In addition, we see that all possible values are listed on the alternative branch (AT_25 or ABOVE_25).  This is manageable with few values, but less when the choices become more involved.  For example, the BELOW_25 branch would become MIN or AT_24, which is not very readable (though more readable than the other branch which would become “AT_25, BELOW_70, AT_70, ABOVE_70, or MAX”) but also doesn’t reflect the logical case we try to capture very nicely.

To efficiently solve these issues, we now distinguish between “random” values and ordered values.  Ordered values are directly totally ordered sets from algebra (though we are very lax on the anti-symmetry requirement).  That just means that we can always decide which of two values are larger.  For the example, it is easy to see that MIN ≤ AT_24 ≤ AT_25 ≤ UNDER_70 ≤ AT_70 ≤ ABOVE_70 ≤ MAX (because they directly map to real values).

To solve the first issue, the mining algorithm now supports mining subsets of values.  This is in principle easy: just iterate over all subsets of the co-domain of each input variable when partitioning.  The issue is that “all subsets” is exponential in size of the input, which in theory and in some practical example I experimented with has real impact – just going to 10 possible values, means we have to try 29 = 512 combinations (we only need to try half of the 210 combinations), and going to 20 would mean going thru 219 = 524.288 possibilities.

By exploiting the ordering property, we can meaningfully assume that we only need to try “connected” sets.  I further add the restriction that sets should always contain the minimum value; that means we have to try sets like { MIN, AT_24 } and { MIN, AT_25, AT_25, UNDER_70 } but not sets { AT_25, AT_25 } (MIN is missing) or { MIN, AT_24, UNDER_70 } (AT_25 is missing to make the set connected).  This reduces the options for the example to 6 options, or 9 for when we have 10 options or 19 when we have 20.  This actually reduces the number of options tried by one compared to earlier (except for the case with exactly 2 values, where the tool was smart enough not to try both options).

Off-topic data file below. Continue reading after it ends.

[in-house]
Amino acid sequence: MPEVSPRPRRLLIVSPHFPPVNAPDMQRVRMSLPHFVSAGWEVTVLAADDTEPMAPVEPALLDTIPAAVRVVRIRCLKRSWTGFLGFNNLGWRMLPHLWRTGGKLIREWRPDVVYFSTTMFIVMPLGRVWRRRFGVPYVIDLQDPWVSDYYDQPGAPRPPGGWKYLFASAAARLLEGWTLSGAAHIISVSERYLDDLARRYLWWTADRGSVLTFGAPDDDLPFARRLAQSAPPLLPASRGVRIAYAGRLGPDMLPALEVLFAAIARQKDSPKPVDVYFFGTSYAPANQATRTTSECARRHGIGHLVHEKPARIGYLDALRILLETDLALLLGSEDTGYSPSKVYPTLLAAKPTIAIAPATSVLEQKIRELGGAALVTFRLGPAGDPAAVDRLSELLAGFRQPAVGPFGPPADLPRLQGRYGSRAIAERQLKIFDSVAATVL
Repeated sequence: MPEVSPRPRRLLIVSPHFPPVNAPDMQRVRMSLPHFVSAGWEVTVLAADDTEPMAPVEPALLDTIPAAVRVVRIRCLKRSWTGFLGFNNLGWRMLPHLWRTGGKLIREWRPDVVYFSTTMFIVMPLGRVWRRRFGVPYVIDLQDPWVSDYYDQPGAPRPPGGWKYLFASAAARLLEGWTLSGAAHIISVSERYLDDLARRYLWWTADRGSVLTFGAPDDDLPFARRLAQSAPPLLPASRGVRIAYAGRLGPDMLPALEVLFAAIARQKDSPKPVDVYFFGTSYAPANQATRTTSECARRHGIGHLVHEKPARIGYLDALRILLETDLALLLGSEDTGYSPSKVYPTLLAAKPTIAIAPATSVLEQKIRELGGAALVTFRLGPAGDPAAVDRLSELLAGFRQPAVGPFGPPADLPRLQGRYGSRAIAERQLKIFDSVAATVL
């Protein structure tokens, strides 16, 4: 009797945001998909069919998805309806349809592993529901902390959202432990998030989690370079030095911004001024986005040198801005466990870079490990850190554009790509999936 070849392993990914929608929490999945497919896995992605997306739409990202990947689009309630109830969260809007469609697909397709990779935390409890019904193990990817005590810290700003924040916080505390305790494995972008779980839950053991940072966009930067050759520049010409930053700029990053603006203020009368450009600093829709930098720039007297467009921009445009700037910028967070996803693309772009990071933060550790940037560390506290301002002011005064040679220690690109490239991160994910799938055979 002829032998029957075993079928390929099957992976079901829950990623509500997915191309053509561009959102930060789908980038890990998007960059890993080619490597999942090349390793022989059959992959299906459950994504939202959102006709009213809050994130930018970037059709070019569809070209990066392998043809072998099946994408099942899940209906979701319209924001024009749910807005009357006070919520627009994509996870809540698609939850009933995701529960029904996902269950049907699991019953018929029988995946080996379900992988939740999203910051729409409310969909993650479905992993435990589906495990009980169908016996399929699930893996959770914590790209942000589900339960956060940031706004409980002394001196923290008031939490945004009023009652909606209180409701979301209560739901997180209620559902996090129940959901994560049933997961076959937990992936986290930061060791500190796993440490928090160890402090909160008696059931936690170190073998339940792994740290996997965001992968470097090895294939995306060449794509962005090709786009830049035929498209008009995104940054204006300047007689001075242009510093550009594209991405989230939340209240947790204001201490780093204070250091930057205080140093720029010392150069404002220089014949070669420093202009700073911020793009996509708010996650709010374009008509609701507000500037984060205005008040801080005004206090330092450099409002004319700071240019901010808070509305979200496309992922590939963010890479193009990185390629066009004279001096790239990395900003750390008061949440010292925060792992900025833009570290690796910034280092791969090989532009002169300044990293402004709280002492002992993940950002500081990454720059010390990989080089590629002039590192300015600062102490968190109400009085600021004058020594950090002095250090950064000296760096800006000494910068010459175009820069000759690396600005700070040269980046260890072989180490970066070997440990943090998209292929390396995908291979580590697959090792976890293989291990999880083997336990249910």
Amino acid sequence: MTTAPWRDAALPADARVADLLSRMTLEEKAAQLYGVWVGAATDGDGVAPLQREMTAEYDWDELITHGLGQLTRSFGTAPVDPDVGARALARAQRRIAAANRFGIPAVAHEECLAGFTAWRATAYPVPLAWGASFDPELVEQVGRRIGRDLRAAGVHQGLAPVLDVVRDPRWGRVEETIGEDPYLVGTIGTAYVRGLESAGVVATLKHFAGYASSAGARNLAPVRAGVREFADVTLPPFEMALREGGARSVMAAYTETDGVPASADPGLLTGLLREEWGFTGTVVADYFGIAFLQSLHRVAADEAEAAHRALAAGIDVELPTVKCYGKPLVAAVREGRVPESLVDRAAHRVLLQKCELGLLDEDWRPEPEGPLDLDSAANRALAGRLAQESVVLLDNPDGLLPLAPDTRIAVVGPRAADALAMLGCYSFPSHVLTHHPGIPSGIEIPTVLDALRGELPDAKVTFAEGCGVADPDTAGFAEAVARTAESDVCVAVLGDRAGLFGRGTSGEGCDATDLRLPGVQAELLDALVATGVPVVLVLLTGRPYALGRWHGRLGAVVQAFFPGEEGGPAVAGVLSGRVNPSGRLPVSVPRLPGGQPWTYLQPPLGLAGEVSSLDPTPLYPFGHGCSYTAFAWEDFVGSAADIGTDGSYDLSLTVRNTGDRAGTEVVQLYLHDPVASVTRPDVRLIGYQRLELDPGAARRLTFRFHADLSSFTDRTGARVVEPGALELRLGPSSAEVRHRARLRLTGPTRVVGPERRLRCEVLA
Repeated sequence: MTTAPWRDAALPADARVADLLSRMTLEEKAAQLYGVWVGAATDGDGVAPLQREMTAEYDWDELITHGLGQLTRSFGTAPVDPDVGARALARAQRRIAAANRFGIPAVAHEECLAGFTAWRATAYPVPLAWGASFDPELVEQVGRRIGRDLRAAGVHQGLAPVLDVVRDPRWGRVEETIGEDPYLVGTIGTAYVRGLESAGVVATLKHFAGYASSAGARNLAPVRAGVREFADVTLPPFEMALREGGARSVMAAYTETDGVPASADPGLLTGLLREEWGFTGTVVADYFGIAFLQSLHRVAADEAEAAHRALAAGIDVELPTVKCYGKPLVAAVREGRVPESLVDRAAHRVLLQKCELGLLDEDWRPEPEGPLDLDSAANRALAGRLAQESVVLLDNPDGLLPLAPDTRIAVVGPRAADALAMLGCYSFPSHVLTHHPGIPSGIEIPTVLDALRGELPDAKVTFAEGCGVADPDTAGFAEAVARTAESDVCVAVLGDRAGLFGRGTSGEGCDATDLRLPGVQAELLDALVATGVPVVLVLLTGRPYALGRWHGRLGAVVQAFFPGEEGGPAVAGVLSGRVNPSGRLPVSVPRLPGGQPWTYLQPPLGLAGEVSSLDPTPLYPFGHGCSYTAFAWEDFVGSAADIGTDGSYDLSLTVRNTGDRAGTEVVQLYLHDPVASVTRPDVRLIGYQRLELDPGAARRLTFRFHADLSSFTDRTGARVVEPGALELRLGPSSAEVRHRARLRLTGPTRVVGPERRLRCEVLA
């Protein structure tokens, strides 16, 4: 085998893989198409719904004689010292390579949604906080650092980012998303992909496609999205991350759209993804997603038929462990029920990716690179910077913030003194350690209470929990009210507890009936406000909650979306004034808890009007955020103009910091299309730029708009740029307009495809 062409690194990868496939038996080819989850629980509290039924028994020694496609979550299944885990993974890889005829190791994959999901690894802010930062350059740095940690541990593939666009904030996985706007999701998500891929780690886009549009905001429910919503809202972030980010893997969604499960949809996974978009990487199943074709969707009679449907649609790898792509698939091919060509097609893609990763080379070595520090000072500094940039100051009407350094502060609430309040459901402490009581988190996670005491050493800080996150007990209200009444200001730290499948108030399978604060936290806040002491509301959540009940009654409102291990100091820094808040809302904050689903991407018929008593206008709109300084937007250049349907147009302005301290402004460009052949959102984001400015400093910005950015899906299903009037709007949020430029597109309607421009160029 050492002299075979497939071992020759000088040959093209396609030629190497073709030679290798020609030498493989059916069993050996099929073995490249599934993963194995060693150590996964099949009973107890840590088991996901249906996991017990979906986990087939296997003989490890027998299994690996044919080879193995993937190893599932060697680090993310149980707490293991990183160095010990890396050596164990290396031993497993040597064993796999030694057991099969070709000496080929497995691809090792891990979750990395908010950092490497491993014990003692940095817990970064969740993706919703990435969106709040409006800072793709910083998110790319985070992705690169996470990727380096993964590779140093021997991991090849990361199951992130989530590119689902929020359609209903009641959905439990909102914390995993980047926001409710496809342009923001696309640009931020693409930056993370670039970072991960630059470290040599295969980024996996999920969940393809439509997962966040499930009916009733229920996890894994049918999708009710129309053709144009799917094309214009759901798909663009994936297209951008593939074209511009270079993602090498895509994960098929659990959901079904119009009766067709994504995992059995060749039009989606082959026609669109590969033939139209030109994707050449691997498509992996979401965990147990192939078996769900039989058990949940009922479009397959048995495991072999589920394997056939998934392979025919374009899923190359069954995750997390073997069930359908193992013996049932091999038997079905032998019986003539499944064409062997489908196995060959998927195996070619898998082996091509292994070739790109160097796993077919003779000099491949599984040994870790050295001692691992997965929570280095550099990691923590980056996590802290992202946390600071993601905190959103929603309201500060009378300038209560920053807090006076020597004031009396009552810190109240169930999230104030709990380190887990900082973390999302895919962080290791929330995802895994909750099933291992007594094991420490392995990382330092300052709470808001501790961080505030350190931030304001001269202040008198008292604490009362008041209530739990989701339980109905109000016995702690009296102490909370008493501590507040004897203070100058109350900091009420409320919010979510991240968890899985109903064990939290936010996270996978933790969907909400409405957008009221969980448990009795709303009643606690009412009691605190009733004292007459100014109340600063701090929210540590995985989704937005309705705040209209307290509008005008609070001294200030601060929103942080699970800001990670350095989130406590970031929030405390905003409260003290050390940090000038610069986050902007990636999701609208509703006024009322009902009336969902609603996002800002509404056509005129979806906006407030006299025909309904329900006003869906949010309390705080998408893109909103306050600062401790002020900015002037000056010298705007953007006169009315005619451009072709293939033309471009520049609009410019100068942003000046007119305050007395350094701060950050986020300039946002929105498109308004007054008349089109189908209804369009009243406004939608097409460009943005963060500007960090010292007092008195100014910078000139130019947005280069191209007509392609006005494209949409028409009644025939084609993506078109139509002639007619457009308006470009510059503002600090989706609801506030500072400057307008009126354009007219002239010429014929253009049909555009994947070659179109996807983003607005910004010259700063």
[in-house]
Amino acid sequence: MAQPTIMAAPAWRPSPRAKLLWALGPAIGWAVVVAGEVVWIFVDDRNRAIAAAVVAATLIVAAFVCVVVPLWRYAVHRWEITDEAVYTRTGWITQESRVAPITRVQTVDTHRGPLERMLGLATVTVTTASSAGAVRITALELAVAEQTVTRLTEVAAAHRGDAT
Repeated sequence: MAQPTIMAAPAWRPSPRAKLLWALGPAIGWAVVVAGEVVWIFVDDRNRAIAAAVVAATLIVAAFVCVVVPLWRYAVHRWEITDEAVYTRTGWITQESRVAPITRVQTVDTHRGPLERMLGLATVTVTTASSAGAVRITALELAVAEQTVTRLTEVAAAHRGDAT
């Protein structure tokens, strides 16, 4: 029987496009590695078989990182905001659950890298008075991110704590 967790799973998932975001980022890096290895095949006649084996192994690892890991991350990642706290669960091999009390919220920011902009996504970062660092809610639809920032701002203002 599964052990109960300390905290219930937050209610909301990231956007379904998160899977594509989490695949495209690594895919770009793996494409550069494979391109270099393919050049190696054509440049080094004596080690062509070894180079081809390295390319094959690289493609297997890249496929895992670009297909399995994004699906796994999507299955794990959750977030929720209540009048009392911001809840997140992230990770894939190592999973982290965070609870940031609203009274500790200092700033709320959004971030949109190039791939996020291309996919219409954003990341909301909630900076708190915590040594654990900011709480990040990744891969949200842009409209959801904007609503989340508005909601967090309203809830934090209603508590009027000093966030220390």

We can use that same property to more efficiently display variable sets.  We can just reduce such sets to the largest/smallest value plus “or less” or “or more.”  Putting this together, means the model now starts like this:

We don’t have to bother with the fact that we also include the artificial values MIN and MAX, nor do we even see the here uninteresting border around 70.

Improved Model Display

The original model at the top is decently understandable, but even for this simple case, we notice there is a lot of redundancy and the model doesn’t clearly reflect the cases that are the same and those that are different.  To improve this, I made two improved models views which focus on each of these aspects.

The first view aims to represent the end state explicitly.  In the example, we have two end states: “got an offer” and “got a rejection.”  To illustrate this, we duplicate the end node, and instead display the model like this:

It is now clear that the “AT_25 or more” branch merges with the “Female” branch to yield an offer, and the “AT_24 or less, Male” branch is different.

We still see quite a measure of redundancy in the model, though: the two “offer” branches contain a lot of identical nodes (well, two pairs of two).  To improve on this, we also perform suffix tree reduction, where we merge identical suffix trees, leading to a cleaner result:

If desired, we can also use just the suffix merging without the indication of end-states.  This can sometimes lead to a cleaner result:

These are of course all just display options, and really shine when used with the model optimization I explained in my previous post:

This is of course just a toy example, but for a model generated completely automatically, the result is very good in my opinion.

In this post, I have introduced 3 (4) minor improvements that make models more understandable.  Next time, we’ll look at how the tool can help making the models better reflect reality by testing some of the (very few) inputs from the user for correctness.